And if anyone were to ask in this global village – in this world of ours – what is the “essence” of our faith?   Jesus has the answer, his answer to the lawyer’s question in the Gospel of Luke.

 “You shall love the Lord, your God with all your heart, with all your soul, and with all your strength, and with all your mind; and your neighbor as yourself.”

“Do this and you shall live.”

“But who is my neighbor?”, the lawyer asks.

And Jesus tells the story of the Good Samaritan, probably the most familiar parable in all of scripture.

“And which of these three, do you think was a neighbor to the man who fell into the hands of the robbers?” 

“The Samaritan” – the lawyer replies – “the one who showed him kindness.” The Samaritan — a despised foreigner, a believer of a rival creed. The Samaritan crosses the road, reaches deep into his own pockets and binds up the stranger’s wounds.

And what are we to do?

That not so famous theologian, Kurt Vonnegut, in his book, A Man without a Country, recounts an encounter with a young American from Pittsburgh, who asks: “Please tell me everything will all be okay?” 

 And Vonnegut replies:

“Welcome to Earth, young man. It’s hot in the summer and cold in the winter. It’s round and wet and crowded. At the outside Joe, you have about a hundred years here. There is only one rule that I know: Goddamn it, Joe, you’ve got to be kind.”

Simplistic? Naïve?  Well according to Jesus, being kind can make all the difference in the world.

The priest and the scribe flee the scene, but not the Good Samaritan.  He is kind beyond words.  And in our current crisis, we can be too.

Charity Navigator is a helpful resource. They report: The recent news of children being separated from their caretakers at the border of Mexico and the United States highlights the need for a larger conversation about families fleeing their homes, communities, and countries in the wake of famine, social unrest, persecution, war, and environmental disasters. Highly-rated nonprofits advocate for and provide relief to refugees, internally displaced persons, and stateless groups around the world. They seek to provide for individuals basic needs like food, water, and shelter while advocating for policies and legislation that will address the root causes of this crisis.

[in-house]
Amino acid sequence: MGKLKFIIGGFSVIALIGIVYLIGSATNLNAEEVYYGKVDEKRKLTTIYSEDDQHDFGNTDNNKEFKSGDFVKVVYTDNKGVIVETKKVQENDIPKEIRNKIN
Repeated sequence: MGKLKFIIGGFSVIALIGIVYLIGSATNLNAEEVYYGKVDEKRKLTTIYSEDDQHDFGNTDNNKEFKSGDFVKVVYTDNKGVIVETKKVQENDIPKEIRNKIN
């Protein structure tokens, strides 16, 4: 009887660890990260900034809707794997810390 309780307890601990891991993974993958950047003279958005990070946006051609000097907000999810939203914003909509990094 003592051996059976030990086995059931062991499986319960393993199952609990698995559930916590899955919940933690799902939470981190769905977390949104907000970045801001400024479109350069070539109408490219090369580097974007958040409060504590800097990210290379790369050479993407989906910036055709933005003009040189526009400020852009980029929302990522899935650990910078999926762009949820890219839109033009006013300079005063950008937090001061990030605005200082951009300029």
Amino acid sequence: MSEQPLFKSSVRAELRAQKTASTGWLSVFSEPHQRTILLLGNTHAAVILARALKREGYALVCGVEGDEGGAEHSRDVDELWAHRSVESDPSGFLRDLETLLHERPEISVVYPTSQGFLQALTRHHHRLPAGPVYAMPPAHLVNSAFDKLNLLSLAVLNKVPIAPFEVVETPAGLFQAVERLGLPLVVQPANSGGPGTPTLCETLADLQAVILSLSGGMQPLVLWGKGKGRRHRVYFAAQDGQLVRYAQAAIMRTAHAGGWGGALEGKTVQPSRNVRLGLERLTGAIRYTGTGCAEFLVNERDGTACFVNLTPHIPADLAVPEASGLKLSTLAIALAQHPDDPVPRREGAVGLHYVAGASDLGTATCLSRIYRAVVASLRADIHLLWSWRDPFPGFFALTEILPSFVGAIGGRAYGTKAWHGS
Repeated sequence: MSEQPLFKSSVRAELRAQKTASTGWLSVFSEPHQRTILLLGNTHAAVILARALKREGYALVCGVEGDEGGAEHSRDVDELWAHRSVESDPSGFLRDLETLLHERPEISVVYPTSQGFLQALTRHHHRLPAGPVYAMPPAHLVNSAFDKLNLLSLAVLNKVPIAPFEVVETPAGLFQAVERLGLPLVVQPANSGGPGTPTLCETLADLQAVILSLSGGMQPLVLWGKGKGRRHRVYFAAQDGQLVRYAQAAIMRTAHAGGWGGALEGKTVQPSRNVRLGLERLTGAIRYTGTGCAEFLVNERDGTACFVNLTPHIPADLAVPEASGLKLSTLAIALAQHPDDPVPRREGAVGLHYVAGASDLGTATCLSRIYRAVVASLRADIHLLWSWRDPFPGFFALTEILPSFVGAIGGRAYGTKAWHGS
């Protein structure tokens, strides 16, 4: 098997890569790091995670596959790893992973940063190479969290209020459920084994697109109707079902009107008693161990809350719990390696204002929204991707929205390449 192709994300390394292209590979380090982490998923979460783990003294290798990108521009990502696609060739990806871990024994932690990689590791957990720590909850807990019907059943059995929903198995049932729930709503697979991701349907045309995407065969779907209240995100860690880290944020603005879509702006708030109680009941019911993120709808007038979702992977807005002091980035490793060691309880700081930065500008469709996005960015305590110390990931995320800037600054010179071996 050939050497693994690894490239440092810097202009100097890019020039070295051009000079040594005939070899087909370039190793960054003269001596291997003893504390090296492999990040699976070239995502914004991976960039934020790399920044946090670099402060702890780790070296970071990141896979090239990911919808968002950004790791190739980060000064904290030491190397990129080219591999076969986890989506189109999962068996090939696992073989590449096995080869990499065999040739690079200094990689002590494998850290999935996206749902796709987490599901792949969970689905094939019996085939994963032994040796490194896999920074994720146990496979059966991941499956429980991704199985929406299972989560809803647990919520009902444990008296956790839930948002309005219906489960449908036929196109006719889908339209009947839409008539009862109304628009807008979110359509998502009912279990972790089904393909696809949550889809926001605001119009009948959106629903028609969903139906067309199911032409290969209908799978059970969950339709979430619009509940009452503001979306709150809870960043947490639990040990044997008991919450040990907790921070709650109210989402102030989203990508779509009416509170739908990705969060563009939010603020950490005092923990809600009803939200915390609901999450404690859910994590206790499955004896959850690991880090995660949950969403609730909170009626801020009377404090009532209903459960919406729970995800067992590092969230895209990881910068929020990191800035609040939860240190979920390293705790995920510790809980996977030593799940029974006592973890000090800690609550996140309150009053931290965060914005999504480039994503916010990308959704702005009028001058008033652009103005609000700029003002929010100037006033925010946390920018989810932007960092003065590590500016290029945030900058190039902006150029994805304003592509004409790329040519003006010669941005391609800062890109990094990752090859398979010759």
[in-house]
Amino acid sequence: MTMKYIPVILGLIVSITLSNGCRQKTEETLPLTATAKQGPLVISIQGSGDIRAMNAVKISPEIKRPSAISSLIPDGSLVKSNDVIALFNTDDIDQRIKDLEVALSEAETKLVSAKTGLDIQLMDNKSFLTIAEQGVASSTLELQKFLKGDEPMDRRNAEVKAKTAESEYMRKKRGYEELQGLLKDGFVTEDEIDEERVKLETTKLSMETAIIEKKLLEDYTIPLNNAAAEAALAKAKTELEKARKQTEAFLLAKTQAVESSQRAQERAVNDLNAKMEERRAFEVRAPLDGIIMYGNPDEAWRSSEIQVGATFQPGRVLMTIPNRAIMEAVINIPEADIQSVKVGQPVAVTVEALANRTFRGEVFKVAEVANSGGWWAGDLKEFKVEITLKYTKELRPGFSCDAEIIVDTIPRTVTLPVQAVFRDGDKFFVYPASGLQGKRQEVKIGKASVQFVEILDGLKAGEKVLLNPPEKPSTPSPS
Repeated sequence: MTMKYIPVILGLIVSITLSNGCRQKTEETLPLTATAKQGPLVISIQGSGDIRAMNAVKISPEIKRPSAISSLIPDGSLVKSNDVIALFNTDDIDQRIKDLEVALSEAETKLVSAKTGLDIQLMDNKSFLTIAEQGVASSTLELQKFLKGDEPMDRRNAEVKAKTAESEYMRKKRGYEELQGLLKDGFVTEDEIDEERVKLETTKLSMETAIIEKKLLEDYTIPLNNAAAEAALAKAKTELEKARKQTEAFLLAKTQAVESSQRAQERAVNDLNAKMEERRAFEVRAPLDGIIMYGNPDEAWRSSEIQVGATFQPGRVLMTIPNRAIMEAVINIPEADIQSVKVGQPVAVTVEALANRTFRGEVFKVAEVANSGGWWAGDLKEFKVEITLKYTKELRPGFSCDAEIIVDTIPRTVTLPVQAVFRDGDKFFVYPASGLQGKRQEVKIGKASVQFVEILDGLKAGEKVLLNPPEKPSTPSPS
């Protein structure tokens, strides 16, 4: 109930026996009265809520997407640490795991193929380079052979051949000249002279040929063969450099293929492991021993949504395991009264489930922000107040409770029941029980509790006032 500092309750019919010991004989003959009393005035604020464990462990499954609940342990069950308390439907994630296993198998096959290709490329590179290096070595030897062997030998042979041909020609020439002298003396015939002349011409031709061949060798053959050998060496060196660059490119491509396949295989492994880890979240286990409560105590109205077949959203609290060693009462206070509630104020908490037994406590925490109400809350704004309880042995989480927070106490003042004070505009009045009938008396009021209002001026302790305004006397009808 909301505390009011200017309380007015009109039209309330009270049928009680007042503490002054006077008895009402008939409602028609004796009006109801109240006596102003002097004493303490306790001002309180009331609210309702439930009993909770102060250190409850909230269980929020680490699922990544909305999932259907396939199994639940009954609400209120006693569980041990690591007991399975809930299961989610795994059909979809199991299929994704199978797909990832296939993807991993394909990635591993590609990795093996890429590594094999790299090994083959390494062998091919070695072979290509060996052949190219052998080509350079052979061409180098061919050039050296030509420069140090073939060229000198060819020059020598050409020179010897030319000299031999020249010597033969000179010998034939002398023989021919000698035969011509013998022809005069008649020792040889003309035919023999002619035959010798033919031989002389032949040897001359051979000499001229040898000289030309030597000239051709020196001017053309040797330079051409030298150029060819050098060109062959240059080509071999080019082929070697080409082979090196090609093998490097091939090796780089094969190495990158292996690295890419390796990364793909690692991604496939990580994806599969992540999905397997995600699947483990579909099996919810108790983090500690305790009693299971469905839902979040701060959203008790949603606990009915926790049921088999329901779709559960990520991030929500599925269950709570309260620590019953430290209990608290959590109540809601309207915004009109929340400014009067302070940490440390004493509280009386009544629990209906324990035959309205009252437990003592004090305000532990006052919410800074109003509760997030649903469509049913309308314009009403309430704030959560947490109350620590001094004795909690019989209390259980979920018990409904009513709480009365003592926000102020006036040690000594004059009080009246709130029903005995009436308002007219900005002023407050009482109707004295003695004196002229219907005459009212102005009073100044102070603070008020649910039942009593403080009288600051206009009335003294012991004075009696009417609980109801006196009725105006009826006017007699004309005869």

First is very close to home, our very own —

Christ Church Refugee Ministry – Three years now, Emmanuel has shepherded three different Afghan refugee families.  Join the Care Team – which helps with everyday needs such as clothing, doctor’s appointments, and household needs. Or donate dollars to the cause, Christ Church Refugee Ministry currently helps 29 families here in the City of Alexandria. 

Second is Mother Church: Episcopal Migration Ministries provides resources for education, advocacy and direct relief and assistance to migrants and refugees. In 2017, EMM resettled more than 4,000 refugees from 34 countries in 30 communities across the country. 

And there are many other organizations working on frontlines to address this crisis: the Texas Civil Rights Project, The Catholic Legal Immigration Network, Church World Service, Oxfam America and UNICEF USA, are just a few.

May this Sunday, July 14thbe Good Sam Sunday, to do something tangible and concrete.  May God grant us ample compassion to cross the road to bind the stranger’s wounds – the stranger who is our neighbor – no matter where they come from.

And  so, let me end this post with a prayer from the BCP,

O God, you made us in your own image: Look with compassion on the whole human family; take away the arrogance and hatred which infect our hearts; break down the walls that separate us; unite us in bonds of love; and work through our struggle and confusion to accomplish your purposes on earth; that in your good time, all nations and races may serve one another in harmony, in your name. Amen.